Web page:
Third Trimester Pregnancy Nutrition
During the third trimester, the baby's body and brain is developing at a faster rate than in the prior two trimesters. As vessels for our unborn children, our nutrition can play a large part in contributing to better development. Furthermore, the right blend of nutrients can also make the last three months of pregnancy, and the post pregnancy period run a bit smoother for us. While it is essential to consume a balanced diet of fruits, vegetables, fiber, calcium, and fat, here are a few things I am especially packing into my diet during the third trimester.
DHA Omega 3 fats are good fats that we should be consuming plenty of (unlike potato chips and french fries) because they are major players in brain and eye development. This makes these special fats even more important during the 3rd trimester, when brain development is at it's peak. Studies have shown that babies born to mothers consuming lots of DHA during pregnancy have better hand-eye coordination and problem solving skills as infants.
However, omega 3 fats are not just great for our babies, they're also super for the moms. DHAs can lead to a lowered risk of postpartum depression and preterm labor. Also, the DHAs can help keep those pregnancy hormone mood swings more moderate. I've remarked several times that my moods are actually more balanced during my pregnancy than they were pre-pregnancy. Perhaps this has something to do with all the Omega 3s I have incorporated into my diet.
Here are a few easy ways I throw some Omega 3s into my diet:
- 1 omega 3 egg every morning
- Flax seeds (sprinkled on salads)
- Seaweed salads (I get them at sushi restaurants)
- Fish (safe fish for pregnant women include: salmon, canned tuna, sardines, mackerel, herring, halibut, cod, haddock, catfish, flounder, trout, lobster, crab, shrimp, clams, scallops, cooked oysters, anchovies). I try to eat fish at least 3 times per week
Kale is what many like to call a super food because it is great source of vitamin A, vitamin C, manganese, dietary fiber, copper, calcium, vitamin B6 and potassium. Wow!
One thing I really love is that thanks to the manganese, Kale is an excellent source for antioxidants and energy. I've already been consuming a pretty good portion of Kale in my smoothies, but thanks to a recommendation from my dad, I'm now making Kale salads. I was feeling a bit sluggish yesterday so I ate a kale salad, and within a couple of hours, I felt much more energized.
Try this Kale salad recipe:
- 2 cups of kale
- 1 cup of spinach lettuce or chard
- 1 boiled egg
- 1 tomato
- 1/2 cup feta cheese
- 1 avocado
- 1 Persian cucumber
- olive oil & balsamic vinegar for dressing
Kale can be a little bitter, but if you can get beyond that by adding in lots of other ingredients, eating Kale raw makes it a better source of dietary fiber
Calcium is essential for bone and teeth health for mom and baby. However, for the baby, the third trimester ushers in rapid skeletal growth, so calcium is even more important. If we aren't consuming enough calcium to provide for our growing little one during the third trimester, then our bodies will compensate by taking calcium reserves from our body, which leads to calcium depletion.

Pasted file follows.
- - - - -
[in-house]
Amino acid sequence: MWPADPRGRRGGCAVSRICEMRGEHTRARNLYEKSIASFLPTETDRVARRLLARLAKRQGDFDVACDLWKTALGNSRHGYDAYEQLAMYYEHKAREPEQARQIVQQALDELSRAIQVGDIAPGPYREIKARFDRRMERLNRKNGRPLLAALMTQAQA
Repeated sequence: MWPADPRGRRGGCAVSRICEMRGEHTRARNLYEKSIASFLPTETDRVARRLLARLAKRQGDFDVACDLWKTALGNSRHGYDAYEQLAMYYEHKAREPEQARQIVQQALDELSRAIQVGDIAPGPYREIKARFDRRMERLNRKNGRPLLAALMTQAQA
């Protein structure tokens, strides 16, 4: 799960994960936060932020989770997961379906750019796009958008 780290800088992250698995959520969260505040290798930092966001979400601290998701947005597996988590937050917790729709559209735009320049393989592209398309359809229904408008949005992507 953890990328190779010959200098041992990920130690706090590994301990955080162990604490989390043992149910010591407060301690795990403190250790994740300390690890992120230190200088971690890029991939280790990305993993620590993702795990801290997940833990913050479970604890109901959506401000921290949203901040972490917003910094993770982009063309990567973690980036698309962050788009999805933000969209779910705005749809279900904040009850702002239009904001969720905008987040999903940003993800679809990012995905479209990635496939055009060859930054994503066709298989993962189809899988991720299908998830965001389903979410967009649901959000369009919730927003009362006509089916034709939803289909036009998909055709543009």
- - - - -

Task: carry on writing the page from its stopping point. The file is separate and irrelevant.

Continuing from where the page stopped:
Obviously milk is an excellent source of calcium, but sesame seeds are also great. 1/4 cup of sesame seeds provides 35% of the daily recommended calcium value.
I honestly cannot say enough about how much I LOVE SMOOTHIES. For me, it is a fast and easy way to pack myself with a large portion of the recommended daily value for fruits, vegetables, and calcium (basically, all those good things I should be consuming, especially in the 3rd trimester) to help keep me and my baby healthy.
A smoothie packed with lots of green leafy vegetables is also a great source of fiber. Fiber is important for easing or preventing constipation, which is a common pregnancy complaint. I am happy to say that I haven't suffered from this problem yet, and I think I owe a lot of that to my smoothies. Also, due to the high nutritional content, my daily smoothie helps keep my energy level up. I've noticed when I go for a few days without a smoothie, my body feels much more sluggish.
As an added bonus, consuming plenty of vitamin C rich foods increases skin elasticity, which may prevent stretch marks.
These are a few of my favorite smoothie ingredients, and the reasons I love them:
- Kale (vitamin C, vitamin A, vitamin E, folic acid, B vitamins, calcium, disease fighting phytochemicals, constipation fighting fiber)
- Chard (vitamin C, vitamin A, vitamin E, folic acid, B vitamins, calcium, disease fighting phytochemicals, constipation fighting fiber)
- Spinach (iron, vitamin C, vitamin A, vitamin E, folic acid, B vitamins, calcium, disease fighting phytochemicals, constipation fighting fiber)
- Carrots (vitamin C, vitamin A, vitamin E, folic acid, B vitamins, calcium, disease fighting phytochemicals, constipation fighting fiber)
- Ginger (great for digestion)
- Blueberries (vitamin C)
- Blackberries (vitamin C)
- Strawberries (vitamin C)
- Vitamin A&D fortified Milk (calcium, vitamin A, vitamin D)
As pregnant women, we need to drink at least eight 8-ounces glasses of water per day. As with smoothies, drinking plenty of water can help ease or prevent constipation. In addition, it keeps skin soft and healthy, helps eliminate toxins, reduces swelling, and reduces the risk of preterm labor